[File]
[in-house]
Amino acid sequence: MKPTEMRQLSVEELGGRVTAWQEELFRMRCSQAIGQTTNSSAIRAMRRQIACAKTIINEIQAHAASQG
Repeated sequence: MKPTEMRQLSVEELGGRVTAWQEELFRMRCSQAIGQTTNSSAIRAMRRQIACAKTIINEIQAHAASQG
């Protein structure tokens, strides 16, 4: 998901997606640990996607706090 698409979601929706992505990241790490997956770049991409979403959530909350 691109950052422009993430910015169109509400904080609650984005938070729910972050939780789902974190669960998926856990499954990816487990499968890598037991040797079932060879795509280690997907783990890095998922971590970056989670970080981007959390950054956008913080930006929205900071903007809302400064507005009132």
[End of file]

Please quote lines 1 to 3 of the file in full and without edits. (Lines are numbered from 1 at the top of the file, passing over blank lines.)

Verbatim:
[in-house]
Amino acid sequence: MKPTEMRQLSVEELGGRVTAWQEELFRMRCSQAIGQTTNSSAIRAMRRQIACAKTIINEIQAHAASQG
Repeated sequence: MKPTEMRQLSVEELGGRVTAWQEELFRMRCSQAIGQTTNSSAIRAMRRQIACAKTIINEIQAHAASQG